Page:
90. Koliopoulos G, Arbyn M, Martin-Hirsch P, Kyrgiou M, Prendiville W, Paraskevaidis E. Diagnostic accuracy of human papillomavirus testing in primary cervical screening: A systematic review and meta-analysis of nonrandomized studies. Gynecol Oncol 2007;104(1):232–46.
  91. Safaeian M, Solomon D, Wacholder S, Schiffman M, Castle P. Risk of precancer and follow-up management strategies for women with human papillomavirus-negative atypical squamous cells of undetermined significance. Obstet Gynecol 2007;109(6):1325–31.
  92. Arbyn M, Paraskevaidis E, Martin-Hirsch P, Prendiville W, Dillner J. Clinical utility of HPV-DNA detection: Triage of minor cervical lesions, follow-up of women treated for high-grade CIN: An update of pooled evidence. Gynecol Oncol 2005;99(3 Suppl 1):S7–11.
  93. Arbyn M, Buntinx F, Van Ranst M, Paraskevaidis E, Martin-Hirsch P, Dillner J. Virologic versus cytologic triage of women with equivocal Pap smears: A meta-analysis of the accuracy to detect high-grade intraepithelial neoplasia. J Natl Cancer Inst 2004;96(4):280–93.
  94. Ronco G, Cuzick J, Pierotti P, et al. Accuracy of liquid based versus conventional cytology: Overall results of new technologies for cervical cancer screening: Randomised controlled trial. BMJ 2007;335(7609):28.
  95. Davey E, Barratt A, Irwig L, et al. Effect of study design and quality on unsatisfactory rates, cytology classifications, and accuracy in liquid-based versus conventional cervical cytology: A systematic review. Lancet 2006;367(9505):122–32.
  96. Arbyn M, Verdoodt F, Snijders PJ, et al. Accuracy of human papillomavirus testing on self-collected versus clinician-collected samples: A meta-analysis. Lancet Oncol 2014;15(2):172–83.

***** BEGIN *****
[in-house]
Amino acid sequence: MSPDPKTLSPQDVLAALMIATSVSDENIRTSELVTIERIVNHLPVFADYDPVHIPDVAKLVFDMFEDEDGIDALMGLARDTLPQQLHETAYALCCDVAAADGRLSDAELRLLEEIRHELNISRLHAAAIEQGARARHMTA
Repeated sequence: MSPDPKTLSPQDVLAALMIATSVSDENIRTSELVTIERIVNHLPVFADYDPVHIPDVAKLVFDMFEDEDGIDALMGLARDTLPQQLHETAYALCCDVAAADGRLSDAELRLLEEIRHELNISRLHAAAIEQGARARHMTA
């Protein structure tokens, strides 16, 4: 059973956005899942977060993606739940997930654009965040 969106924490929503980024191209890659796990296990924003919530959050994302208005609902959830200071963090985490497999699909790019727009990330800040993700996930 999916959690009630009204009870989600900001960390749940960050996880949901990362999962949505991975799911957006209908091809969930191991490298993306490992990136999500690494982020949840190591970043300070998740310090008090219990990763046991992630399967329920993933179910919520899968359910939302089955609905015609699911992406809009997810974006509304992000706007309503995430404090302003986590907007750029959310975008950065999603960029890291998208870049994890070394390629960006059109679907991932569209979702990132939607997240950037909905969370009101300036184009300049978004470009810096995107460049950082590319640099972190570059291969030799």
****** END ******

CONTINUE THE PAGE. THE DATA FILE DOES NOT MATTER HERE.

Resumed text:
97. Everett T, Bryant A, Griffin MF, Martin-Hirsch PPL, Forbes CA, Jepson RG. Interventions targeted at women to encourage the uptake of cervical screening. Cochrane Database Syst Rev 2011;5:CD002834.
  98. Qaseem A, Humphrey LL, Harris R, Starkey M, Denberg TD, Clinical Guidelines Committee of the American College of Physicians. Screening pelvic examination in adult women: A clinical practice guideline from the American College of Physicians. Ann Intern Med 2014;161(1):67–72.
  99. Buys SS, Partridge E, Black A, et al. Effect of screening on ovarian cancer mortality: The Prostate, Lung, Colorectal and Ovarian (PLCO) Cancer Screening Randomized Controlled Trial. JAMA 2011;305:2295–303.
  100. Jacobs IJ, Menon U, Ryan A, et al. Ovarian cancer screening and mortality in the UK Collaborative Trial of Ovarian Cancer Screening (UKCTOCS): A randomised controlled trial. Lancet 2016;387(10022):945–56.
  101. US Preventive Services Task Force. Screening for ovarian cancer: Reaffirmation recommendation statement. Am Fam Physician 2013;87(10):Online.
  102. Whittemore AS, Harris R, Itnyre J. Characteristics relating to ovarian cancer risk: Collaborative analysis of 12 US case-control studies. II. Invasive epithelial ovarian cancers in white women. Collaborative Ovarian Cancer Group. Am J Epidemiol 1992;136:1184–203.
  103. Kerlikowske K, Brown JS, Grady DG. Should women with familial ovarian cancer undergo prophylactic oophorectomy? Obstet Gynecol 1992;80:700–07.
  104. Ford D, Easton DF. The genetics of breast and ovarian cancer. Br J Cancer 1995;72:805–12.
  105. Elford RW. Screening for testicular cancer. Canadian Task Force on the Periodic Health Examination Canadian Guide to Clinical Preventive Health Care. Ottawa: Health Canada, 1994; p. 892–98.
  106. US Preventive Services Task Force. Screening for testicular cancer: Recommendation statement. Rockville, MD: Agency for Healthcare Research and Quality, 2011.
  107. Dieckmann KP, Pichlmeier U. Clinical epidemiology of testicular germ cell tumors. World J Urol 2004;22(1):2–14.
  108. National Cancer Institute. Testicular cancer screening. Bethesda, Maryland: US National Institutes of Health, 2012 screening/testicular/Patient/page3 [Accessed 15 October 2015].
  109. Cancer Council Australia Colorectal Cancer Guidelines Working Party. Cancer Guidelines Wiki: Clinical practice guidelines for the prevention, early detection and management of colorectal cancer. Sydney: Cancer Council Australia, 2017. Available at http://wiki. [Accessed 19 June 2018].
This event attracts CPD points and can be self recorded

Did you know you can now log your CPD with a click of a button?

Create Quick log